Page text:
Lagos is something of a rarity in the Algarve, for not only does it boast some of the region’s finest beaches, but it is also an ancient town that is steeped in history. A fortress, centuries old, stands guard at the entrance to the river, which leads to the magnificent international Marina. From the river fishermen can be seen unloading their boats; at the quayside meals or coffee can be taken while basking in the sun, watching the boats come in and out.
Further along the coastline, close to the town, are beaches of soft golden sands and beautiful rock formations.
Lagos has the feet of a ‘real’ Portuguese community and has a host of excellent restaurants and lively late night bars along the harbour-side promenade. Narrow, cobbled whitewashed streets and attractive town squares feature delightful antiques and pottery shops. For the self caterer there is a chance to step back in time and go to the local market every Saturday morning to which local farmers bring their fresh, organically grown fruit, vegetables, free range eggs and home-made bread, jams and pickles.
The surrounding area is rich in natural beauty with rolling hills and hedgerows full of wild flowers in spring. There are several sleepy hamlets to the west and the wilder and the dramatic West Coast (ideal for surfers) is only 30 minutes away. For the sporting-minded, the vicinity boasts excellent sporting facilities from windsurfing, sailing, deep-sea fishing, golf, tennis, walking and horse riding. From the marina in Lagos it is possible to charter yachts or join one of the frequent boating trips around the spectacular coast. Some trips include lunch, such as locally caught barbecued sardines. Further inland you can find typical villages displaying the influence of the Moors in their architecture and Monchique, the wooded mountain area with stunning views and historic spa village, with allegedly ‘healing’ waters. Cape St. Vicent was known to early sailors as ‘the end of the world’ – when watching the sun set into the vast Atlantic Ocean (you can almost hear it hissing) you can understand why.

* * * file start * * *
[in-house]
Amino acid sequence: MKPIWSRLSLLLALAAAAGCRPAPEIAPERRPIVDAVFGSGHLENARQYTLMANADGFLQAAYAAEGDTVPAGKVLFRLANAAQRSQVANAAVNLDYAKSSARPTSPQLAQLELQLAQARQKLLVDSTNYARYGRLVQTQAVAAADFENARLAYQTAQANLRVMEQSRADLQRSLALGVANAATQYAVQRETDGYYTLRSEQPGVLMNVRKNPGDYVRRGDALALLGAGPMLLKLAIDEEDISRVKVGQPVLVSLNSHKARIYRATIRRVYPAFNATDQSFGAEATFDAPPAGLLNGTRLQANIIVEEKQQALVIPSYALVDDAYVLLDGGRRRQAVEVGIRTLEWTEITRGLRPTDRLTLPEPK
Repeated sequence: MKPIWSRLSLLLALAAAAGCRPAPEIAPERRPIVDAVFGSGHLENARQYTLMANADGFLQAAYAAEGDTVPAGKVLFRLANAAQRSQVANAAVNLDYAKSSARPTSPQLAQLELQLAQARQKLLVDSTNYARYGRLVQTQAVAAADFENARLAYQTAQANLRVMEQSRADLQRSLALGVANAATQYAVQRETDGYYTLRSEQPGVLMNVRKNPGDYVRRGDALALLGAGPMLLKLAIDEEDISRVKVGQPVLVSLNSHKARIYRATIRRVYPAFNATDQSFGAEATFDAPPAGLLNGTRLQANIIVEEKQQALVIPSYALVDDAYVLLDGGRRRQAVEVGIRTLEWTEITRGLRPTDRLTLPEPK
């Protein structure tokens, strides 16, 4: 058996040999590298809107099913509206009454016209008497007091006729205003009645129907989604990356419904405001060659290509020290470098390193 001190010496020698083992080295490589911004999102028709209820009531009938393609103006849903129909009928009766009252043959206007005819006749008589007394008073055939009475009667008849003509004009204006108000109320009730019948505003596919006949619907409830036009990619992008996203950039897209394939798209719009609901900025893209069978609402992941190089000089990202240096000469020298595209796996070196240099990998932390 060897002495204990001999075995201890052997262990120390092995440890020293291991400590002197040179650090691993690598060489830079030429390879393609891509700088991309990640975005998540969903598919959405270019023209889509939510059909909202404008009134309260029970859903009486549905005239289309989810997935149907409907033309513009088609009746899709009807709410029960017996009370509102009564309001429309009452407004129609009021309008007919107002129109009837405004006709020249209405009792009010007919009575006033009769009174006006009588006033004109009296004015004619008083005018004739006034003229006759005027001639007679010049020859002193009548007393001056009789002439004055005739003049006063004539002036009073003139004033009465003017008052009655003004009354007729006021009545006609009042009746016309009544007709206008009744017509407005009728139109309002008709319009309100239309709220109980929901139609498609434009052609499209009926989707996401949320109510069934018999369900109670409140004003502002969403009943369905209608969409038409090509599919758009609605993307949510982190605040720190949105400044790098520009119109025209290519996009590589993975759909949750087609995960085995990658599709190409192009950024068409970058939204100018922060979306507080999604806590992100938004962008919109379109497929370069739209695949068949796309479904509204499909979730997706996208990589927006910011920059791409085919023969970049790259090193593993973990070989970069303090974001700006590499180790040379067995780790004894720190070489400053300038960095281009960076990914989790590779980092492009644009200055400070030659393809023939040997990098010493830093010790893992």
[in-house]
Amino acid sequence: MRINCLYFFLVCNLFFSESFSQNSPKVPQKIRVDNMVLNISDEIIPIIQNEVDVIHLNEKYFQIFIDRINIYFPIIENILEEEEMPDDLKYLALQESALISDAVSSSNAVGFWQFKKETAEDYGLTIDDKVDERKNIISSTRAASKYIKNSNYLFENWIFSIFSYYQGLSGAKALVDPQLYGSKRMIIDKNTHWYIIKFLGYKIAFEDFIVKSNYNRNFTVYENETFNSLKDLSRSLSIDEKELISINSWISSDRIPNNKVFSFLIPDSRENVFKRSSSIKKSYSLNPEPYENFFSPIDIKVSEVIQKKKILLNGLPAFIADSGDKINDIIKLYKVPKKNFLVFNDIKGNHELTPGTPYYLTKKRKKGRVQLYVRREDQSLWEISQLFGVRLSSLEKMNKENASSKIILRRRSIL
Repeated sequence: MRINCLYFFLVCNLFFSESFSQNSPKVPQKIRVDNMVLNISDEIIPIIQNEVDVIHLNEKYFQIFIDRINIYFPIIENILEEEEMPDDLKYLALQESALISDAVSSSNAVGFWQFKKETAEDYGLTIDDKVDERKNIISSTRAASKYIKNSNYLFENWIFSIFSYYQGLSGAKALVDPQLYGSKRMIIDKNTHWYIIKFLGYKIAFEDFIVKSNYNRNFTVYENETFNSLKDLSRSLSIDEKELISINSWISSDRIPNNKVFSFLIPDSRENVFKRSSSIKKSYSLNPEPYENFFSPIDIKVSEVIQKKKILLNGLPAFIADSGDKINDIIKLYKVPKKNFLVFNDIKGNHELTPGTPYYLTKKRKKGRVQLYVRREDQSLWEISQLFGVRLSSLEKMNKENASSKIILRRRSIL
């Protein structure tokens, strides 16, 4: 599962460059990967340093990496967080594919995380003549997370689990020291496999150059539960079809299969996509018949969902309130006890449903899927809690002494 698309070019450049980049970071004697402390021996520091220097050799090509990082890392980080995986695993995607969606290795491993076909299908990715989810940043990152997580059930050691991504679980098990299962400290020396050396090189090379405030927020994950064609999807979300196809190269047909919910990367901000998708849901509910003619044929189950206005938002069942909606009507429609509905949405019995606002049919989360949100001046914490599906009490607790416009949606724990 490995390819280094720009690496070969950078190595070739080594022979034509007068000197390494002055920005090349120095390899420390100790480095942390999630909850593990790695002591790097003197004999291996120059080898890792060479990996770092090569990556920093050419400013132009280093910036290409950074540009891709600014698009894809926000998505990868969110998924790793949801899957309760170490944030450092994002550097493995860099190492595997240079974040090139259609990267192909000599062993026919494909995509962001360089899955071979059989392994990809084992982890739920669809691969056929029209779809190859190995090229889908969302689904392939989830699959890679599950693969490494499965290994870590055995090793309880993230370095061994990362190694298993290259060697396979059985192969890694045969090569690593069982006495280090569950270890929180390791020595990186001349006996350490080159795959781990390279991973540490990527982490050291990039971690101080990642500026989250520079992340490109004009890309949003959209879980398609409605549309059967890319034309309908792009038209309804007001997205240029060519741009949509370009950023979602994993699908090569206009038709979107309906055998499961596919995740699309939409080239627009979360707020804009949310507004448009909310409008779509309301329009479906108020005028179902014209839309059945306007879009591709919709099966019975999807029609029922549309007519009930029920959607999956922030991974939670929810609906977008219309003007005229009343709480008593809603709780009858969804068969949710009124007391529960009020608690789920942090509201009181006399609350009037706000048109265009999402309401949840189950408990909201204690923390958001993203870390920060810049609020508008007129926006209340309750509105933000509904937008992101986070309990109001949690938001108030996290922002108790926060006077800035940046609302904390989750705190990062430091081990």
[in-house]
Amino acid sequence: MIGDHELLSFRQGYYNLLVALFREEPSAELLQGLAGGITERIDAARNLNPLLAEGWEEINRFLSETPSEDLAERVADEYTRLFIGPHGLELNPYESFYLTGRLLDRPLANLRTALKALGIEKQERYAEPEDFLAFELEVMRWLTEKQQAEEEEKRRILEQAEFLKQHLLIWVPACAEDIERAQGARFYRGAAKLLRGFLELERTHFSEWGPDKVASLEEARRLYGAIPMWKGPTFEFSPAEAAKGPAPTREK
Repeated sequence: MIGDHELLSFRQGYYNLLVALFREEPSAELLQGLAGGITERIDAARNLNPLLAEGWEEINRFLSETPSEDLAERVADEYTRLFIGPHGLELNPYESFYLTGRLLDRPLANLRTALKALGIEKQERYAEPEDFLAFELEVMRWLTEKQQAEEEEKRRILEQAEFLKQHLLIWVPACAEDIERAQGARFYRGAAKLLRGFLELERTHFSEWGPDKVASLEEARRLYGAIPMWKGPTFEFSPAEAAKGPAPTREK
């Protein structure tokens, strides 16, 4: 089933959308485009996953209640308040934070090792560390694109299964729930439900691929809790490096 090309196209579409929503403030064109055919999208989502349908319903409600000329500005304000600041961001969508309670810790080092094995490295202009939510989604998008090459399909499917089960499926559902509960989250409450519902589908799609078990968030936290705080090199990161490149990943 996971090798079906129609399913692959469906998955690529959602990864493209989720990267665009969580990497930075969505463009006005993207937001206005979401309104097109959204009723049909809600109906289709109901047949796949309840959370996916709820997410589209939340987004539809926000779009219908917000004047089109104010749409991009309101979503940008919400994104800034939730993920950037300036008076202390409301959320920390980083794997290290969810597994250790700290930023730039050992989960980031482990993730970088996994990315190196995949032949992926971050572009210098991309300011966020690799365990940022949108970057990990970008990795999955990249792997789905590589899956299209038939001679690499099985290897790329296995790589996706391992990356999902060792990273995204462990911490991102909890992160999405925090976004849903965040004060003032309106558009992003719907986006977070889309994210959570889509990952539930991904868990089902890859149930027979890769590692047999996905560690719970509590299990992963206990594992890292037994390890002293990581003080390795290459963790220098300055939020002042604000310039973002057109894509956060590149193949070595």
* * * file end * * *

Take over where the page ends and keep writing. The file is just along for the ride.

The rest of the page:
For those on longer trips, or eager to explore further, Lisbon is less than 300km away and can be reached at relative inexpense via train (not for those in a hurry though), or more quickly by road. Seville can be reached by car in less than three and a half hours, Cadiz slightly longer.